Before you put on the gym shoes and start exercising, you need to devise an exercise plan. The first step of the plan should be to make a decision to change. In this step you need to recognize and acknowledge that a change needs to be made and then make the decision to take action.
To aid you in the decision making process do a self-assessment. Ask yourself questions that will increase your awareness of your current physical condition and needs. Be honest. Do you need to lose weight? Do you wish you had more energy? Are you at risk for developing a chronic health condition such as diabetes or heart disease? Carrie of Sterling Heights, Michigan accomplished this first step when she realized the health benefits obtained from weight loss. She then decided to recommit to an exercise routine.
Making a decision to change not only requires you to recognize areas that need improvement, but also requires a willingness to incorporate strategies that aid in the achievement of your fitness goals. You need to take an active role to ensure successful adherence in the long run. For example, if your goal is to lose weight, then commit to scheduling at least 30 minutes of exercise into your day (refer to my posting "Exercise Recommendations: An Overview" for government guidelines on physical activity).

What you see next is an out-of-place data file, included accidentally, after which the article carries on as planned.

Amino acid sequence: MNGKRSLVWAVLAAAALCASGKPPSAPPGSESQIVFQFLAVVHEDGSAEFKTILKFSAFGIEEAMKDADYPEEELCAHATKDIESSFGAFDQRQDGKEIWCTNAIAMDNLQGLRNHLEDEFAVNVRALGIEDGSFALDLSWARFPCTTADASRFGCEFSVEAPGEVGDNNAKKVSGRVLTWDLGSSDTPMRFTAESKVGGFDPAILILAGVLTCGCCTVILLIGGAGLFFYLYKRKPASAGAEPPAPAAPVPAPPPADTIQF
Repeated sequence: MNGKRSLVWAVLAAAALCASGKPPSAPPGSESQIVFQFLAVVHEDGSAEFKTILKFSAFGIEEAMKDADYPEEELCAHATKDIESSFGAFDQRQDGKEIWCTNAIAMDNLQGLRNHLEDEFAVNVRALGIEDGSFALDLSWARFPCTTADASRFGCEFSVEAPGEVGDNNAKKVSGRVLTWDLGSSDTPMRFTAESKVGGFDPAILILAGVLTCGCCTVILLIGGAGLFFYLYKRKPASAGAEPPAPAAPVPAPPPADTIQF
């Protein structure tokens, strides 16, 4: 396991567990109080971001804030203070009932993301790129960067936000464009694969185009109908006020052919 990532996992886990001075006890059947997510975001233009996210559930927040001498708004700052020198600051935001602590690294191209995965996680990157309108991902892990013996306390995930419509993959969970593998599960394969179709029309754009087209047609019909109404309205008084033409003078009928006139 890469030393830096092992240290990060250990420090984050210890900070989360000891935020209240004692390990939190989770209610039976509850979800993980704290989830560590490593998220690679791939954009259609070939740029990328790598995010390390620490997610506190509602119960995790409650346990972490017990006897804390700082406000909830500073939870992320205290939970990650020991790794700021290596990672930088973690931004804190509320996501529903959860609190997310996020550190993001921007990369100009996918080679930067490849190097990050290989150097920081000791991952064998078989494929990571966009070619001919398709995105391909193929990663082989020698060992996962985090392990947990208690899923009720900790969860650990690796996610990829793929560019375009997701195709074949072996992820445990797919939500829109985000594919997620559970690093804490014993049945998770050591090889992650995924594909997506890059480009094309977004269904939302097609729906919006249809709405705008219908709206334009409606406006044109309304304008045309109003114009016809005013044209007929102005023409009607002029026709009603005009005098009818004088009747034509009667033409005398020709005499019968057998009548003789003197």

The second step of the exercise plan is to set fitness goals. The goals you choose should be ones that you can reasonably accomplish. In addition, you have to be willing to make the sacrifices and effort needed to accomplish these goals. Your goals should be challenging, yet attainable. Setting small, achievable goals will increase your chances of sticking with your program. For example, if you have never exercised, setting a goal to include a 10-minute brisk walk during the day is more realistic than expecting to run five miles on your first day.
Set measurable goals, especially if you are exercising for the first time. For instance, challenge yourself to get in three exercise sessions per week initially. As this becomes routine add another day until daily exercise is automatic. A goal that can be measured allows you to track your progress and to see that your attempt at change is successful.
When setting your goals allow for some flexibility. That is, once you start working toward your goal, do not get discouraged if you encounter setbacks. It may be that you need to reassess how realistic the goal was in the first place. Although it may be tempting to quit altogether remind yourself that the achievement of fitness is a lifelong journey. Even if it means some days you have to take smaller steps toward your goal than on others.
Note: A physician's approval should be obtained prior to beginning an exercise program, especially for older adults and those at risk for or who currently have chronic health conditions.
Labels: decision to change, fitness goals, self-assessment